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Singapore Scans People's Body Heat To Spot SARS

The city-state has placed thermal scanners at its border with Malaysia looking for people who might have fevers.

SINGAPORE (AP)--Singapore reported one new SARS death Wednesday, bringing the city-state's toll to 17, as fears of the flu-like illness prompted authorities to use high-tech equipment to screen travelers and cut airport landing fees for the hard-hit airline industry.

A 74-year-old patient died after being infected at Singapore General Hospital, the Health Ministry said in a statement. No further details were provided.

To prevent SARS from spreading, the government said it would use state-of-the-art thermal imaging scanners at its border with Malaysia and at the city-state's airport to screen people for signs of the disease.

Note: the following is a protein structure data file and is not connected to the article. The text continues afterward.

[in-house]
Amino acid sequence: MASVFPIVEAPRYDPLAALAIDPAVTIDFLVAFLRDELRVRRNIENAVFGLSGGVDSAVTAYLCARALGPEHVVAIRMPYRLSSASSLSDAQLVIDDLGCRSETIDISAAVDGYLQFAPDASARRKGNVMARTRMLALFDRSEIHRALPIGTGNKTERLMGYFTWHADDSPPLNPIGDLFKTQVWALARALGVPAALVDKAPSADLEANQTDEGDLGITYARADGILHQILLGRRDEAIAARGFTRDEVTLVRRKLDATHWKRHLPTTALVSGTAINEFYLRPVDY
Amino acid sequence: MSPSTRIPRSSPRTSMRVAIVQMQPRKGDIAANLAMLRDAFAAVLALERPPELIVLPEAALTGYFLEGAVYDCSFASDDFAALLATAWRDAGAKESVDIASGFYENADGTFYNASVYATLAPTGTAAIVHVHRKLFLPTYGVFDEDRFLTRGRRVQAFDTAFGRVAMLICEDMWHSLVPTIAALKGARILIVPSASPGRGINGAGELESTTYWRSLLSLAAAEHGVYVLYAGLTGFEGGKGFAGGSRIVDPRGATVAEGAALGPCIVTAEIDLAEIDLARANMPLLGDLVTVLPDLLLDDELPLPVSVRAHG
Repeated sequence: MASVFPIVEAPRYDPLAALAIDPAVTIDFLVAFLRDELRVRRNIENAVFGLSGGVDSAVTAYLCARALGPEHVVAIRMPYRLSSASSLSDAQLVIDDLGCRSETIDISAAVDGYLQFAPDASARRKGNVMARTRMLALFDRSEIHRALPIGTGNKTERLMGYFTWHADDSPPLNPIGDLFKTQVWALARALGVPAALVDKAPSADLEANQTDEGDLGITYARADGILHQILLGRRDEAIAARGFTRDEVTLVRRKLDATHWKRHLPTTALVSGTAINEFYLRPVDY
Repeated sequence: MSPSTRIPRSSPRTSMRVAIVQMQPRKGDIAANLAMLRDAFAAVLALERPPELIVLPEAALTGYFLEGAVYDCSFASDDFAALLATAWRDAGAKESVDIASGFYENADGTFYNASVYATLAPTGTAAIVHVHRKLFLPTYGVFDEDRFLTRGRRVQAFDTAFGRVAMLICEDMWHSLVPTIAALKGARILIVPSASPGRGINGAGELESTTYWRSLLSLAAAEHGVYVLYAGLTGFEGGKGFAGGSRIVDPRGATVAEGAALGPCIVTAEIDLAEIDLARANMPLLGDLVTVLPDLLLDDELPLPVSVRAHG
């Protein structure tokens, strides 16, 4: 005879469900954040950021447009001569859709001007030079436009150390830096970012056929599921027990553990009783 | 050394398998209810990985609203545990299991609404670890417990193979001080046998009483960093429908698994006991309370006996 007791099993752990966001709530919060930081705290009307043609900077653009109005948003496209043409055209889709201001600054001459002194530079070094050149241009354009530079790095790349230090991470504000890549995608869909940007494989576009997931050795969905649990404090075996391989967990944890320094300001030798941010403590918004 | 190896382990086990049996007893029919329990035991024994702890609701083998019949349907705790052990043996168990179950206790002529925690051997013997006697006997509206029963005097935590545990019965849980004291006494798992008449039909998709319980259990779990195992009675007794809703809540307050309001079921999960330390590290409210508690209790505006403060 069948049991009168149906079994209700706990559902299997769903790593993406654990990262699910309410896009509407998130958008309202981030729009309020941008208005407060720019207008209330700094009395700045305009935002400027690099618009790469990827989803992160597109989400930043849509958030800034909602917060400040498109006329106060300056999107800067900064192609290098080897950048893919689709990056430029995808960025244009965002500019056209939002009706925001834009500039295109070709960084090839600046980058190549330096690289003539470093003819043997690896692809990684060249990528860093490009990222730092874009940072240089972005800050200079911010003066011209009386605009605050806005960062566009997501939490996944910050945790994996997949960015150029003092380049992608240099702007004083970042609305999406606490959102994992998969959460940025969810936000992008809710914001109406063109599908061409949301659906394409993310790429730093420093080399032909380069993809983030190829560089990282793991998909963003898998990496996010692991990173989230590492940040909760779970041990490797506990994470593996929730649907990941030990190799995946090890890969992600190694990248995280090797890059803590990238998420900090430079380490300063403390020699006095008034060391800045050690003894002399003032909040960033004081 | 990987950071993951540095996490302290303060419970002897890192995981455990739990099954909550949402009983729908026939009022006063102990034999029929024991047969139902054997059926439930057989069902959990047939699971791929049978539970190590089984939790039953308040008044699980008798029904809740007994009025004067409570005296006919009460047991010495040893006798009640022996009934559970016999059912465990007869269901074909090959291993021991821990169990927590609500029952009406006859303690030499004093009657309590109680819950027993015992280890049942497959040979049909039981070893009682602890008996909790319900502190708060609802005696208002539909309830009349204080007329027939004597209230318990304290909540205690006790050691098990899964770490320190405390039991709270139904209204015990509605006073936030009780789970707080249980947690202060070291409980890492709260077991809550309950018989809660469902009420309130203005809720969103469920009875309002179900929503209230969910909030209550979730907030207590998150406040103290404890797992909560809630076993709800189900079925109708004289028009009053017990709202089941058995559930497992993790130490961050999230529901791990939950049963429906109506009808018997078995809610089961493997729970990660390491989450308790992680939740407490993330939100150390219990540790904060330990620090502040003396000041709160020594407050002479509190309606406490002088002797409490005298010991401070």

Passengers who show up on the camera screen as "hot bodies," or with a temperature greater than 37.5 degrees Celsius (99.5 degrees Fahrenheit), will be pulled aside for further health checks.

"There will now be 100 percent screening for all (outbound) passengers from SARS-affected areas, including Singapore," said Transport Minister Yeo Cheow Tong. Screening for all passengers arriving from SARS-hit countries has already begun.

From mid-May, all inbound and outbound passengers would be screened, he added.

Aviation authorities also announced that landing fees at Changi Airport will be slashed starting May 1 to Singapore dlrs 2,145 (US$1,205) for a Boeing 747 aircraft, down from S$3,315 (US$1,862) now. The figure varies depending on the type of aircraft, Civil Aviation Authority of Singapore spokeswoman Julia Jemangin said.

Singapore also reported three new cases of severe acute respiratory syndrome for a total of 189. Globally, at least 250 people have died and more than 4,000 have contracted the illness.

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